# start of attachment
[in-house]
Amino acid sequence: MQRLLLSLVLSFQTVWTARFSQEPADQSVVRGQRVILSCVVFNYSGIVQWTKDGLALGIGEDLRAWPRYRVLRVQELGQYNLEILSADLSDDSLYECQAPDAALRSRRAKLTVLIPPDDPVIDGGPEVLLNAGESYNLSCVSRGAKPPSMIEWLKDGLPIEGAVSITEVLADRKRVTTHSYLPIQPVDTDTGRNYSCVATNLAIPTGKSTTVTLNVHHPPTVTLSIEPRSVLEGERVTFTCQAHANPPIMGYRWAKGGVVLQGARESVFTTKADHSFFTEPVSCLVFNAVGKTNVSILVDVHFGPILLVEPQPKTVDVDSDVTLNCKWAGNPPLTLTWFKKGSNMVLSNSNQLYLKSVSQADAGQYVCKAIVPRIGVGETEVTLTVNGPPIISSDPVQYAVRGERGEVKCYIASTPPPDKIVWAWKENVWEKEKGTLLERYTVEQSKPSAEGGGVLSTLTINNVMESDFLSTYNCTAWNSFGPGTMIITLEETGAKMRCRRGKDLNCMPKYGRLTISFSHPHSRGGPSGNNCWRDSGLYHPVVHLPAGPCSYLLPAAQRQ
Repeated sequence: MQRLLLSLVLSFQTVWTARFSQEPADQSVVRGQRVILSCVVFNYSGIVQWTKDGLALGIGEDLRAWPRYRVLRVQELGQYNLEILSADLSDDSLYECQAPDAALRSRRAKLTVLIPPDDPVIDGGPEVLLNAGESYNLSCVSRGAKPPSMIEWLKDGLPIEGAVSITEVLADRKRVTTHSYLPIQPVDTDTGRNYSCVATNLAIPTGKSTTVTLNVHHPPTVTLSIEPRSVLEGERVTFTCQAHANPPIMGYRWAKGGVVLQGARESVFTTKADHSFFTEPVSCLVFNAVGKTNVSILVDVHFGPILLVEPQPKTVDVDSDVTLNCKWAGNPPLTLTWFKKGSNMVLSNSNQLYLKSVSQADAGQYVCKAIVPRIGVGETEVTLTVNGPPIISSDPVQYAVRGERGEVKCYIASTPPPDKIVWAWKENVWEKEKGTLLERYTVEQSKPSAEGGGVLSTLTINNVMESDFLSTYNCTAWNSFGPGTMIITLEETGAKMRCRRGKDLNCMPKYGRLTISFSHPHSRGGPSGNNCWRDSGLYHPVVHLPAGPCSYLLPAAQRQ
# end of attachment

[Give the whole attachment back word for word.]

[in-house]
Amino acid sequence: MQRLLLSLVLSFQTVWTARFSQEPADQSVVRGQRVILSCVVFNYSGIVQWTKDGLALGIGEDLRAWPRYRVLRVQELGQYNLEILSADLSDDSLYECQAPDAALRSRRAKLTVLIPPDDPVIDGGPEVLLNAGESYNLSCVSRGAKPPSMIEWLKDGLPIEGAVSITEVLADRKRVTTHSYLPIQPVDTDTGRNYSCVATNLAIPTGKSTTVTLNVHHPPTVTLSIEPRSVLEGERVTFTCQAHANPPIMGYRWAKGGVVLQGARESVFTTKADHSFFTEPVSCLVFNAVGKTNVSILVDVHFGPILLVEPQPKTVDVDSDVTLNCKWAGNPPLTLTWFKKGSNMVLSNSNQLYLKSVSQADAGQYVCKAIVPRIGVGETEVTLTVNGPPIISSDPVQYAVRGERGEVKCYIASTPPPDKIVWAWKENVWEKEKGTLLERYTVEQSKPSAEGGGVLSTLTINNVMESDFLSTYNCTAWNSFGPGTMIITLEETGAKMRCRRGKDLNCMPKYGRLTISFSHPHSRGGPSGNNCWRDSGLYHPVVHLPAGPCSYLLPAAQRQ
Repeated sequence: MQRLLLSLVLSFQTVWTARFSQEPADQSVVRGQRVILSCVVFNYSGIVQWTKDGLALGIGEDLRAWPRYRVLRVQELGQYNLEILSADLSDDSLYECQAPDAALRSRRAKLTVLIPPDDPVIDGGPEVLLNAGESYNLSCVSRGAKPPSMIEWLKDGLPIEGAVSITEVLADRKRVTTHSYLPIQPVDTDTGRNYSCVATNLAIPTGKSTTVTLNVHHPPTVTLSIEPRSVLEGERVTFTCQAHANPPIMGYRWAKGGVVLQGARESVFTTKADHSFFTEPVSCLVFNAVGKTNVSILVDVHFGPILLVEPQPKTVDVDSDVTLNCKWAGNPPLTLTWFKKGSNMVLSNSNQLYLKSVSQADAGQYVCKAIVPRIGVGETEVTLTVNGPPIISSDPVQYAVRGERGEVKCYIASTPPPDKIVWAWKENVWEKEKGTLLERYTVEQSKPSAEGGGVLSTLTINNVMESDFLSTYNCTAWNSFGPGTMIITLEETGAKMRCRRGKDLNCMPKYGRLTISFSHPHSRGGPSGNNCWRDSGLYHPVVHLPAGPCSYLLPAAQRQ